Back in the mid to late 60's the record companies had't quite figured out yet how much money they could make from rock music.


From the book I posted about here: http://prince.org/msg/8/325675

Commercial potential and commercial demands became compelling forces. Superstardom pushed fees higher. Bob Dylan reportedly was paid more than $70,000 for his hour at the Isle of Wight, compared to well under $10,000 paid to most groups at Woodstock only a couple of weeks before. Big name stars took note. The higher fees forced promoters to focus on bigger, more profitable, high-profile venues and high octane tours. Then there was the labor intensivity of it all: The Stones could play one show at Madison Square Garden and earn as much money - before a bigger crowd - than they would have done with four grueling concerts over two nights at a mid-size hall like the Fillmore East. Ticket prices, too, skyrocketed to meet the higher cost of the acts. The era of "family" was ending and the era of "finance" was on the rise.

For the Fillmore East, it all came to a head in the spring of 1971. Bill Graham dropped the bomb at a hastily called news conference in the F.E. on April 28th. Perched on the edge of the stage, leaning forward into the lights and cameras set up among the plush covered seats in the orchestra section, he announced that he would close down the Fillmore operation on both coasts, starting with the Fillmore East at the end of June.

Graham's announcement was a biter, personal indictment of changing values in a changing world, of inflated costs, slipping professional standards and lost personal battles. The irony, of course, was that his own success had helped fuel these changes. "Ever since the creation of the Fillmores, it was my sole intention to do nothing more, or less, than present the finest contemporary music in this country, on the best stages and in the most pleasant halls," he said in a statement released at the news conference. "The scene has changed and, in the long run, we are all to one degree or another at fault. All that I know is that what exists now is not what we started with, and what I see around me is less than that with which I prefer to be associated..."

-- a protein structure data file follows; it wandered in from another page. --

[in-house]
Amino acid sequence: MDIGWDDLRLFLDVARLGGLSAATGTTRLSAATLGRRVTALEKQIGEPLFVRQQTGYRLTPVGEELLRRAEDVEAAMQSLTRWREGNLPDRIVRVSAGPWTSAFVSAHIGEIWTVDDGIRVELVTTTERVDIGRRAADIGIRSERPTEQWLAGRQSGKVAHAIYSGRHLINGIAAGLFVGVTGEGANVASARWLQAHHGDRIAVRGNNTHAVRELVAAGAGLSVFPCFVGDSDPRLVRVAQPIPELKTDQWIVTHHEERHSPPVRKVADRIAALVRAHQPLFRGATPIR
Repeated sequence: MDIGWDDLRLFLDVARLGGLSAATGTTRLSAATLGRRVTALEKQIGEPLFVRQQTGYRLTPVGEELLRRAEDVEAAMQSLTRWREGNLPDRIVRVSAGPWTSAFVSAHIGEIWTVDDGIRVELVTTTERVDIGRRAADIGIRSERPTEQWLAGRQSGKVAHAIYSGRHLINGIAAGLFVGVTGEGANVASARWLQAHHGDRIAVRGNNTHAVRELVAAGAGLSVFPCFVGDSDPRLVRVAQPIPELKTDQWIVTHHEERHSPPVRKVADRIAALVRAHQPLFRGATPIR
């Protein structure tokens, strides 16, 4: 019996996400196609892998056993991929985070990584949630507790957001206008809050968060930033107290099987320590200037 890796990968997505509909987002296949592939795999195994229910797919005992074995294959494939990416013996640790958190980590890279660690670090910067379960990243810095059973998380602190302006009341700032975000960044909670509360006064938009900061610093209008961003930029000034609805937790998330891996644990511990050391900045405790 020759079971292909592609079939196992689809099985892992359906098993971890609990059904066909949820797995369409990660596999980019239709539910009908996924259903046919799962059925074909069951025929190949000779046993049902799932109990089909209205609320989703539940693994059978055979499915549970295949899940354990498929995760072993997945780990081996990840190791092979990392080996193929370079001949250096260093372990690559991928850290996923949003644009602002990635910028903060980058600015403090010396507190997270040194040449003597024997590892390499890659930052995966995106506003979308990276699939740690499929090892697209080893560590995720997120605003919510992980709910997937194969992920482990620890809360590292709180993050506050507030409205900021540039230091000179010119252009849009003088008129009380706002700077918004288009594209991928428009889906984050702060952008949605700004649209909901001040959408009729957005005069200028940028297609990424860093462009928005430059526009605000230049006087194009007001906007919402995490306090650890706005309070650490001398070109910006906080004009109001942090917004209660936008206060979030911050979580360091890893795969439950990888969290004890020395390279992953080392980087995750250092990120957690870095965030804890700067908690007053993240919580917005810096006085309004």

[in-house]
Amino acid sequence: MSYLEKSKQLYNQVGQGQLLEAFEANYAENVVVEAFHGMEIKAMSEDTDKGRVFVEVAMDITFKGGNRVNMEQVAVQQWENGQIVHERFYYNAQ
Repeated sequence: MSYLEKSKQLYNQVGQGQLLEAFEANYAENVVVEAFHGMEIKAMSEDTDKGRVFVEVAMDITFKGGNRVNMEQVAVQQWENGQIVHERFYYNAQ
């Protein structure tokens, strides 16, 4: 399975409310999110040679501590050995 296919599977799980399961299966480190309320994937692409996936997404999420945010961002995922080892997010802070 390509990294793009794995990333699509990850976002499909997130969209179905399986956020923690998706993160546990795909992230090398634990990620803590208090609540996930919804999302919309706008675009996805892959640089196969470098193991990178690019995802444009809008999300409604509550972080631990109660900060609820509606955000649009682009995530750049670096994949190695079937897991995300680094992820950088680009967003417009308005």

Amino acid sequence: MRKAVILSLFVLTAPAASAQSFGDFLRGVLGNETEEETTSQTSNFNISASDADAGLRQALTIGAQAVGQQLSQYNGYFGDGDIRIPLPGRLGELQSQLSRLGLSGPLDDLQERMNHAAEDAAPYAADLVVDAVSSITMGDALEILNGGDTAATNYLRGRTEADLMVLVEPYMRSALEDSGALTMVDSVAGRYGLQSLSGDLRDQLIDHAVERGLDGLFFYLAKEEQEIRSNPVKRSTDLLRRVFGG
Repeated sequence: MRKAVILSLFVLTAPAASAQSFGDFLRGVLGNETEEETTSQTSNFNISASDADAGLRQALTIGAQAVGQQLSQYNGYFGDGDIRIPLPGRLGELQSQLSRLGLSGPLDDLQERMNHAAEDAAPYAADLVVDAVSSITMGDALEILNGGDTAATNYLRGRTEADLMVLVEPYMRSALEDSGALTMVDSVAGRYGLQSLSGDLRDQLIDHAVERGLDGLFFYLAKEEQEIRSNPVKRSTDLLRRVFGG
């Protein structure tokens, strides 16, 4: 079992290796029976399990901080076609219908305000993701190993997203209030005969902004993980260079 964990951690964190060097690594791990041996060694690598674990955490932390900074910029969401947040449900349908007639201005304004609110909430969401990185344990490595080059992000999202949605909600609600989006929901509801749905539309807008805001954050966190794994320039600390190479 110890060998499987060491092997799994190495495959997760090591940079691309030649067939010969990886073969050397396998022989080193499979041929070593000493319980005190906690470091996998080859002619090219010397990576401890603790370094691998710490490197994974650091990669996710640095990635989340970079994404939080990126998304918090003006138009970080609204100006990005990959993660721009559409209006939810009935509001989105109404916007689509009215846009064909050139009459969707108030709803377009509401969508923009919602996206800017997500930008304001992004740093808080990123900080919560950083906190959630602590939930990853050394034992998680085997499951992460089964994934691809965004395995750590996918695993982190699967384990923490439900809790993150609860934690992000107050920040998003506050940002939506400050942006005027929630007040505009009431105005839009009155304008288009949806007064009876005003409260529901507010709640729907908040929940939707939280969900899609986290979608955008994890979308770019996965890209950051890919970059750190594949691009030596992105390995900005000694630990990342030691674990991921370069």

Music for adventurous listeners


tA

peace Tribal Records
"Ya see, we're not interested in what you know...but what you are willing to learn. C'mon y'all."
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Reply #22 posted 12/12/09 11:34am

DakutiusMaximu
s

Exactly, tA. Thanks for the snip.

I feel fortunate to have been there before the financial takeover; that's at least one good benefit of being older. lol
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Reply #23 posted 12/16/09 4:47am

wasitgood4u

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And back to the topic - I love me some Sly, but for all-encompassing mindblowing world-changing talent: gotta take Jimi. Sly can shake me, but Jimi moves and shakes.
"We've never been able to pull off a funk number"

"That's becuase we're soulless auttomatons"
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Reply #24 posted 12/16/09 9:00am

brooksie

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The only thing these groups have in common in the Black front man. You're talking one guy was from Funktown and another from a diff universe. no no no!
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Reply #25 posted 12/16/09 10:40am

NDRU

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Both amazing, both perfect at what they do. I wouldn't pick one over the other because neither could have been improved upon.

Well...both could have been improved upon by a lengthening of their careers.
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Reply #26 posted 12/16/09 11:37am

NDRU

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However, only one of them is seen as the most influential guy to ever play his particular instrument.
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Reply #27 posted 12/16/09 11:39am

emesem

NDRU said:

Both amazing, both perfect at what they do. I wouldn't pick one over the other because neither could have been improved upon.

Well...both could have been improved upon by a lengthening of their careers.


agreed. I refuse to make this false choice